The PM now wants a system of ‘presumed consent’ to provide more organs for transplant. Yet it was his government obsession with consent that exacerbated the problem in the first place.

Alan Miller Thursday 17 January 2008 comments

Ron Paul: no friend of freedom

The Texas congressman has vicious views on abortion and immigration. So why are so many liberals supporting him?

Neil Davenport Thursday 17 January 2008 comments

Turning teachers into spies and snitches

UK schools minister Jim Knight wants teachers to monitor their pupils' every antic and the behaviour of their parents. We should give his proposals a big red cross.

Nathalie Rothschild Thursday 17 January 2008 comments

Why we need an open-door policy

Kicking off spiked's campaign for freedom of movement in 2008, Nathalie Rothschild argues that there's one way to stop illegal immigration: stop making immigration illegal.

Brendan O’Neill Thursday 17 January 2008 comments

Princess Diana: off with her figurehead!

Bitchiness, backstabbing, cults, conspiracies: the inquest into Diana's death shows the triumph of backward court politics over republicanism.

Mick Hume Friday 18 January 2008 comments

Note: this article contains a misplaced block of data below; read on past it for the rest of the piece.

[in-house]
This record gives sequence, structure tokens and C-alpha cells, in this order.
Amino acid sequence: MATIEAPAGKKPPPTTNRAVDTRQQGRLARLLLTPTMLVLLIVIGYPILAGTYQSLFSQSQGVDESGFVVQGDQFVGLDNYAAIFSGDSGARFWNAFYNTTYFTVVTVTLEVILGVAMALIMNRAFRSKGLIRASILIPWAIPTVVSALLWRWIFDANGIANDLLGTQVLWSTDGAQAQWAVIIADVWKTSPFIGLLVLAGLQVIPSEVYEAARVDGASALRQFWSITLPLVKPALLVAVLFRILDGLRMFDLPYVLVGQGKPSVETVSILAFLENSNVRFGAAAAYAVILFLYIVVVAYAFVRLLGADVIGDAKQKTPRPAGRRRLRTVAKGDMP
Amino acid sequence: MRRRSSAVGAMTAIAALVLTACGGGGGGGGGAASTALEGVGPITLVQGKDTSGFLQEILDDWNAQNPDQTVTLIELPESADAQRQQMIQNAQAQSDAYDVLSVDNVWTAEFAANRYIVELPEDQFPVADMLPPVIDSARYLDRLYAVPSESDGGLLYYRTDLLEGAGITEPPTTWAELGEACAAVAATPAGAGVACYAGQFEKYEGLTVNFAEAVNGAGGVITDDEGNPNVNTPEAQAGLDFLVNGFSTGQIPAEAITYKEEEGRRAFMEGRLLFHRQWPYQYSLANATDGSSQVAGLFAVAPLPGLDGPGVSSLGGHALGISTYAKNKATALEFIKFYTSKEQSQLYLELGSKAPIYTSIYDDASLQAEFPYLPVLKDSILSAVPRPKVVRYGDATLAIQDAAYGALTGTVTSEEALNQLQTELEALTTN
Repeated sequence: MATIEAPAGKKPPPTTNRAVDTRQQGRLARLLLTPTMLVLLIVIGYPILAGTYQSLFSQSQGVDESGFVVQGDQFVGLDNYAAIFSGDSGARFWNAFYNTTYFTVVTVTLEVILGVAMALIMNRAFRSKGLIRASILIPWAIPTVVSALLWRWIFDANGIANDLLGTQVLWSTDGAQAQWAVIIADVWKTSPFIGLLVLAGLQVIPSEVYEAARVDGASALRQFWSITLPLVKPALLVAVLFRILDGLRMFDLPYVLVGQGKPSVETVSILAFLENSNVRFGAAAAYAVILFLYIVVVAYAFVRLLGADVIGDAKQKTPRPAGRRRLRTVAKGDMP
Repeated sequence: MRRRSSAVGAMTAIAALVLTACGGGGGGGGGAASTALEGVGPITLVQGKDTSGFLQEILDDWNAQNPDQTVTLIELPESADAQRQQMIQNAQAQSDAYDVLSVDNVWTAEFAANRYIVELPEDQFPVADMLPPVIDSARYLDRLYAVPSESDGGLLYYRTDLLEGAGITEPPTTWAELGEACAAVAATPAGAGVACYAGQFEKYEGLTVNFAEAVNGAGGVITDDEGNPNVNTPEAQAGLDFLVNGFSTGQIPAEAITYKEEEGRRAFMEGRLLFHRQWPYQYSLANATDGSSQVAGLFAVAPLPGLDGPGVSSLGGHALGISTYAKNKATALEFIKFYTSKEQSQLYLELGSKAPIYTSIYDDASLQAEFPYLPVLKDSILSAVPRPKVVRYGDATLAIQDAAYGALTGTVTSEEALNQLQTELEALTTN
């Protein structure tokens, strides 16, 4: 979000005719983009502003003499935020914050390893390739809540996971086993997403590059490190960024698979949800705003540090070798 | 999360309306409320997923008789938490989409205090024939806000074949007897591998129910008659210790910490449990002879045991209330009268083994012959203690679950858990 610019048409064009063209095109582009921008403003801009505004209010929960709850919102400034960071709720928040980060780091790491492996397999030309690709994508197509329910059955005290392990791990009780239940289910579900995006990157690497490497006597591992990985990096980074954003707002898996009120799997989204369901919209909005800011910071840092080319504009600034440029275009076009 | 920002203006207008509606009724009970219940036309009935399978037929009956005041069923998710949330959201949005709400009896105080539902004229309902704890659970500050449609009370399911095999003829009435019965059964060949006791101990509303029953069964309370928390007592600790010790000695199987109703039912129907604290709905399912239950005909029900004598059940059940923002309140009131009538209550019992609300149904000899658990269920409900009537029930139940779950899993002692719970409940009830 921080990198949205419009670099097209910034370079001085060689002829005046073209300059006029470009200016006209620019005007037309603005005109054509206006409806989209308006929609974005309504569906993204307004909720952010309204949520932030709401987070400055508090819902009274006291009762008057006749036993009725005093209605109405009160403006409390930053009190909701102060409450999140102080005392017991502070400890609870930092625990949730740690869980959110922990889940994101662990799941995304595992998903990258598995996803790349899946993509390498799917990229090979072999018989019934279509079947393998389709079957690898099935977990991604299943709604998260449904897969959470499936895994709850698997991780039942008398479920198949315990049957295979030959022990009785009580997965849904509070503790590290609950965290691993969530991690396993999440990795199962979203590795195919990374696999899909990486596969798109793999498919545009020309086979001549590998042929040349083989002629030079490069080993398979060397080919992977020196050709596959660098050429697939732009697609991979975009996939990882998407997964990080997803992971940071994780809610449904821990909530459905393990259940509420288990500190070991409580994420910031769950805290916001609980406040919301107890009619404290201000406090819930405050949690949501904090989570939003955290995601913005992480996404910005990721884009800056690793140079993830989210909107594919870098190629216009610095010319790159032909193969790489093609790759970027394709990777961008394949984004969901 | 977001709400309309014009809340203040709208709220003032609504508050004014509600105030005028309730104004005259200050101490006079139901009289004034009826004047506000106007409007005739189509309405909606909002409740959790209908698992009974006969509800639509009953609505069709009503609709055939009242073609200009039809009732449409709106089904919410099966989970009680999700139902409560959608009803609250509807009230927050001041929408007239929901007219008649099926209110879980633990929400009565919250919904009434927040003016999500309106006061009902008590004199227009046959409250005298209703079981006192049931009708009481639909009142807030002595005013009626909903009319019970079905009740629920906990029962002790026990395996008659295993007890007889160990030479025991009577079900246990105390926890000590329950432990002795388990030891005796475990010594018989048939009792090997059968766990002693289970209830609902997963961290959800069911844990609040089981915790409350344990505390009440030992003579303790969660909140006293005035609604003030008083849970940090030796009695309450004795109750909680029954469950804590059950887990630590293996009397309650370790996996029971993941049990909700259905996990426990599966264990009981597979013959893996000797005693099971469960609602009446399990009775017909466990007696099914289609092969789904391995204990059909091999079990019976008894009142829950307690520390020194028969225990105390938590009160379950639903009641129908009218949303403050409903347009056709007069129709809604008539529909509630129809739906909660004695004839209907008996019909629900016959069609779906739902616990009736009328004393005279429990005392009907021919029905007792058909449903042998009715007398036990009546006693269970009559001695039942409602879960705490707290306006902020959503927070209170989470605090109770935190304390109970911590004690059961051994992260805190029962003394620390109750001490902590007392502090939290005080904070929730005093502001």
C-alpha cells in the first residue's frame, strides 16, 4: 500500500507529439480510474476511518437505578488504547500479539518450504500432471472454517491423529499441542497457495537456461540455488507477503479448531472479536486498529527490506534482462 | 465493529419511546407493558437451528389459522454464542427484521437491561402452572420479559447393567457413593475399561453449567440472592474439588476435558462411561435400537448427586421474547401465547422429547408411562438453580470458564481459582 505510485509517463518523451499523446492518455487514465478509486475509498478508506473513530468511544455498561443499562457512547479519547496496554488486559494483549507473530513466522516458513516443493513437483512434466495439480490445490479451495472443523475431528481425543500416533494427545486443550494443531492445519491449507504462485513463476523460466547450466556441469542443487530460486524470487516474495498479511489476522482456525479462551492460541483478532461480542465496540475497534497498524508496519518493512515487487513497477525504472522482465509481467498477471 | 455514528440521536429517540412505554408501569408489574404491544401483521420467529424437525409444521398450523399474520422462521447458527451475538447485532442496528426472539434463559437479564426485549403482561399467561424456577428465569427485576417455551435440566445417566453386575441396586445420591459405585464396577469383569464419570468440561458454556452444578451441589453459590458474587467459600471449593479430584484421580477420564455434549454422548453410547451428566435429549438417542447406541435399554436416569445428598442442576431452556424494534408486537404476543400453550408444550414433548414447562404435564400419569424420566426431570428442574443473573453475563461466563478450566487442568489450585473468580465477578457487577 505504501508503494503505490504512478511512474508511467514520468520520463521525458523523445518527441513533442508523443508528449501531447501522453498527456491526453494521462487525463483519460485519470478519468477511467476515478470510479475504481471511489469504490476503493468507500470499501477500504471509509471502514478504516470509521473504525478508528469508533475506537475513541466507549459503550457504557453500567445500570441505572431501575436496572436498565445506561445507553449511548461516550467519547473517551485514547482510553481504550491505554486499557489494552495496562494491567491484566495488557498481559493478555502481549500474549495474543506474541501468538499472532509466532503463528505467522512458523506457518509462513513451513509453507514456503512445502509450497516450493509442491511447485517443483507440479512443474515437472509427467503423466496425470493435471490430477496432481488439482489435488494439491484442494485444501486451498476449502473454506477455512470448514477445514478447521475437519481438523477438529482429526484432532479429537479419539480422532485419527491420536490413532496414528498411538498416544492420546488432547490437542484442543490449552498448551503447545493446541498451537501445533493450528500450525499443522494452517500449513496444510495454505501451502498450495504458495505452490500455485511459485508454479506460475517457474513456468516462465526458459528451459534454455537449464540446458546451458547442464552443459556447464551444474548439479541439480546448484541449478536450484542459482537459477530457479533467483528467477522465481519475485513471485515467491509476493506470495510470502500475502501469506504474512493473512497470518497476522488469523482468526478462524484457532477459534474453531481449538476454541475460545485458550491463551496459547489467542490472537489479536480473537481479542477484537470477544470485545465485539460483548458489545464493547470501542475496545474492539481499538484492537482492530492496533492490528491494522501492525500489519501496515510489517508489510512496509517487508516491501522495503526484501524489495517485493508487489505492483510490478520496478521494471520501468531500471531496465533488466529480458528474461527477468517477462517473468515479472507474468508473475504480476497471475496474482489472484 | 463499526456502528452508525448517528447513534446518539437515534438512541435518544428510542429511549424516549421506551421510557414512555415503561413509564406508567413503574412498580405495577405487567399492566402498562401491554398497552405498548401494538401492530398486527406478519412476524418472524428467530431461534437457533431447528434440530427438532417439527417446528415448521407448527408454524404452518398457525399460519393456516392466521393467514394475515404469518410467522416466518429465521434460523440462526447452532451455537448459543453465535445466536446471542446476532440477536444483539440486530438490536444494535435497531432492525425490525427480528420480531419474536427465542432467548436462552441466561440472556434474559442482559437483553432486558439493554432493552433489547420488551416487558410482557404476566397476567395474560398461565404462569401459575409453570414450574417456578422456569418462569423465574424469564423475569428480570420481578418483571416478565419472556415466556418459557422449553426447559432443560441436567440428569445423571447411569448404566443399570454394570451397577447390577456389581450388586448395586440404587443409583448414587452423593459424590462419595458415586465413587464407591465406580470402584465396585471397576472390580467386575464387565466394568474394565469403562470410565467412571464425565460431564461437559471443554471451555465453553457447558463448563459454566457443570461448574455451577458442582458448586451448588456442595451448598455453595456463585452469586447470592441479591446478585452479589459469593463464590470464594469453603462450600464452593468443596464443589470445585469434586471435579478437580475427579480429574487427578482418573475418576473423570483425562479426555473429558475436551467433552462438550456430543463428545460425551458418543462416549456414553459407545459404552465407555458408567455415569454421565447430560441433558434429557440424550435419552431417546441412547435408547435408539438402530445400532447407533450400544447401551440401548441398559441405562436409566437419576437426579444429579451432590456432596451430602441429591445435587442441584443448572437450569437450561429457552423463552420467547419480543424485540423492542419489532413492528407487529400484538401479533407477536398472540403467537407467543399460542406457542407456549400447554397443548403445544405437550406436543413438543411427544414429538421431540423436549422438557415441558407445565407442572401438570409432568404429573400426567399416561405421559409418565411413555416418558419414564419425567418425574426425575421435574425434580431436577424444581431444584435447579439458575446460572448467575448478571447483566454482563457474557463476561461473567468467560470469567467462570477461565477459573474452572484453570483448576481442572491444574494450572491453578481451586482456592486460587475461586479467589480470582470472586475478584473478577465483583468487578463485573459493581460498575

Give the NSPCC a good smack

Reality check for child crusaders, and Diana: death of the inquest – read Mick Hume’s columns in The Times (London).

Patrick West Friday 18 January 2008 comments

YouTube: even the best bits are Danny Dire

User-generated sites are mostly full of rubbish, but there are a few gems out there - like Terry Alderton's parody of the Real Football Factories.

Duleep Allirajah Friday 18 January 2008 comments

The second coming of the ‘Geordie messiah’

Kevin Keegan can be relied on to maintain Newcastle United’s traditions: Keystone Cops defending, lousy signings, and bugger-all trophies.

Ethan Greenhart Friday 18 January 2008 comments

Is it ethical to boycott Japan?

Our ethical columnist on the 'uncivilised barbarity' of the world's leading whaling nation.

Helene Guldberg Friday 18 January 2008 comments

Humanity, thou art sick

Shyness is now ‘social phobia’, and dissent is ‘Oppositional Defiant Disorder’. How did everyday emotions come to be seen as illnesses?